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Path::Extended - yet another Path class
use Path::Extended; my $file = file('path/to/file.txt'); my $dir = dir('path/to/somewhere'); my $maybe_file = file_or_dir('path/to/file_or_dir'); my $maybe_dir = dir_or_file('path/to/file_or_dir');
This is yet another file/directory handler that does a bit more than Path::Class for some parts, and a bit less for other parts. One of the main difference is Path::Extended always tries to use forward slashes when possible, ie. even when you're on the MS Windows, so that you don't need to care about escaping paths that annoys you from time to time when you want to apply regexen to a path, especially in file tests that use 'like' or 'compare'.
Also, Path::Extended can do some basic file/directory operations such as copy, move, and rename as well as file I/O stuff like open, close, and slurp (and some of these may behave differently from the equivalents of Path::Class).
On the other hand, Path::Extended doesn't care (or care little) about converting foreign path names or ascending/descending path tree.
In short, this is not for manipulating a path name itself, but for doing some meaningful thing to or with something the path points to.
Path::Extended always holds an absolute path of a file/directory internally, even when you pass a relative path (instead of volume/directory/basename combo as Path::Class does). And this is done by File::Spec, which tends to confuse when you set a wrong $^O just to use unix-style path name (as File::Spec fails to determine if the path is relative or not). So, don't pretend.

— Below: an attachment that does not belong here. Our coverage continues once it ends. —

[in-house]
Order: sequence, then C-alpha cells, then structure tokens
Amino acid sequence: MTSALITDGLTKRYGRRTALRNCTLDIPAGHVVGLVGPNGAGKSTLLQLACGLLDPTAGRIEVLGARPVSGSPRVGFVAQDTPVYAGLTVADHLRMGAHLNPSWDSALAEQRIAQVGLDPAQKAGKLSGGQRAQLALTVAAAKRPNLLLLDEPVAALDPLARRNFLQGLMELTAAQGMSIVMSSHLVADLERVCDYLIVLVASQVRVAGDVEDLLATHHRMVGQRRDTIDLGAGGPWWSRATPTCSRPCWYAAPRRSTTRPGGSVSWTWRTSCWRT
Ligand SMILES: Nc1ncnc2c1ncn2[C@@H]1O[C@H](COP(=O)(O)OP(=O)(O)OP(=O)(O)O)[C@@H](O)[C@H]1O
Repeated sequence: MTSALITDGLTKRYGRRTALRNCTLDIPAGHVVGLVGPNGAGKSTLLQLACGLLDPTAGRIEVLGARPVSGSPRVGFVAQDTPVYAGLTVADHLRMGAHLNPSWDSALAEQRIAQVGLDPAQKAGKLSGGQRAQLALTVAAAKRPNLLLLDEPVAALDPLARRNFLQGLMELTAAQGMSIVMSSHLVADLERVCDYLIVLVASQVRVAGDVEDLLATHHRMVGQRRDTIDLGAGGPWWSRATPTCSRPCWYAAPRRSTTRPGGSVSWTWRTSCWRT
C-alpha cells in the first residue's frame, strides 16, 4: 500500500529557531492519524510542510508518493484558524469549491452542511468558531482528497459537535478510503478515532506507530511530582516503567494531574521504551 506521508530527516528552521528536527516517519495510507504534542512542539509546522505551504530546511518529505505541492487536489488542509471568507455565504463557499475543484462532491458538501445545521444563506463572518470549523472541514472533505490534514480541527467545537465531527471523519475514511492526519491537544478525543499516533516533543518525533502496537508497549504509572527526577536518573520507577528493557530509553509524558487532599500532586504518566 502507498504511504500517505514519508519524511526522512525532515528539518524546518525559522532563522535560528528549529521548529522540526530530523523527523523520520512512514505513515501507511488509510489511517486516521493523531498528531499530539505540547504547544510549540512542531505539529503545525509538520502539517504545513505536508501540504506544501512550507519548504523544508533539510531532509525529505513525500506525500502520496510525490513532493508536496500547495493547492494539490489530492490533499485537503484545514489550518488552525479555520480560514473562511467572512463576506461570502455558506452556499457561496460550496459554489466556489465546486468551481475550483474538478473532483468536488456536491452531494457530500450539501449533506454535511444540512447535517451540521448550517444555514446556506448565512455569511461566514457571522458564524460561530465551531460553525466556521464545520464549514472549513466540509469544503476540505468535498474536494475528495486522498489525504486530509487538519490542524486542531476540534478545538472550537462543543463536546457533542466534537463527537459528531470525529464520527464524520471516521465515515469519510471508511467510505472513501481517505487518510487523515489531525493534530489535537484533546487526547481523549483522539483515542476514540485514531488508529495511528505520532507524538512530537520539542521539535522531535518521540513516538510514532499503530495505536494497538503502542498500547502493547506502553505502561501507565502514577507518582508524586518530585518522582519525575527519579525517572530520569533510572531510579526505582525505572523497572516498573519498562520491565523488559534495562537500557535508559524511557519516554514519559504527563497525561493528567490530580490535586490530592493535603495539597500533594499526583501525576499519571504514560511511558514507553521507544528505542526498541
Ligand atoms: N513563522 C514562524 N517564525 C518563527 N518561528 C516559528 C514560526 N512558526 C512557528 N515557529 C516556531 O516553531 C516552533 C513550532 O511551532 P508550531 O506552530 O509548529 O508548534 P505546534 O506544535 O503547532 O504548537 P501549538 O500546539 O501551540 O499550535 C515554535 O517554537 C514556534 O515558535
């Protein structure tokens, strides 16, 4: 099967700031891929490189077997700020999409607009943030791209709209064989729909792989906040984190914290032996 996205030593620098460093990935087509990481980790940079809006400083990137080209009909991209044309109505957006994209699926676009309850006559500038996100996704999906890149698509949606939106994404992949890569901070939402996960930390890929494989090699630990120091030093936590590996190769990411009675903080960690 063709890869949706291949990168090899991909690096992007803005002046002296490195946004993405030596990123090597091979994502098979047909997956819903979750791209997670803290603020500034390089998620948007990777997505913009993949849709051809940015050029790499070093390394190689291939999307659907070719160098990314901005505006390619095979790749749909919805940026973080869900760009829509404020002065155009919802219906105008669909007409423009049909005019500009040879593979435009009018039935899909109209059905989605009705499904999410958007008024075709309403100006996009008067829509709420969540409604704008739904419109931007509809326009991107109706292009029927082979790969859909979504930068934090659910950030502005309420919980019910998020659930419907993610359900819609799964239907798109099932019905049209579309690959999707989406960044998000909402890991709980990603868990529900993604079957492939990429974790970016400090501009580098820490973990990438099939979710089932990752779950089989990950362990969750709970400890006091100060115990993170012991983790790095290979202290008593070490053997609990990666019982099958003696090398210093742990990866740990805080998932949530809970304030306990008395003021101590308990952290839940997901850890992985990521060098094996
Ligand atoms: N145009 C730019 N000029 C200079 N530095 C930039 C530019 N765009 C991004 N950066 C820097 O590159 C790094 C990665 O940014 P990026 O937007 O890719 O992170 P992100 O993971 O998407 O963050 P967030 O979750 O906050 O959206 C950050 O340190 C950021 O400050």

All of these four functions are exported by default.
takes a file path and returns a Path::Extended::File object. The file doesn't need to exist.
takes a directory path and returns a Path::Extended::Dir object. The directory doesn't need to exist.
takes a file/directory path and returns a Path::Extended::File object if it doesn't point to an existing directory (if it does point to a directory, it returns a Path::Extended::Dir object). This is handy if you don't know a path is a file or a directory. You can tell which is the case by calling ->is_dir method (if it's a file, ->is_dir returns false, otherwise true).
does the same above but Path::Extended::Dir has precedence.
Apparently this slash-converting approach of Path::Extended doesn't work under some environments like (older) MacPerl that allow slashes in a file name.
I'm not sure if I should also convert other separators like colons (:) to forward slashes under those environments, though I believe most of you (at least you of programmers) won't use slashes in file names no matter what OSes you use. This conversion may break things sometimes but one of the main aims of this module is not to break tests just because path separators differ, and tests usually don't require OS-specific paths, so I may convert them in the future releases. Patches and suggestions are welcome.
Kenichi Ishigaki, <email@example.com>
Copyright (C) 2008 by Kenichi Ishigaki.
This program is free software; you can redistribute it and/or modify it under the same terms as Perl itself.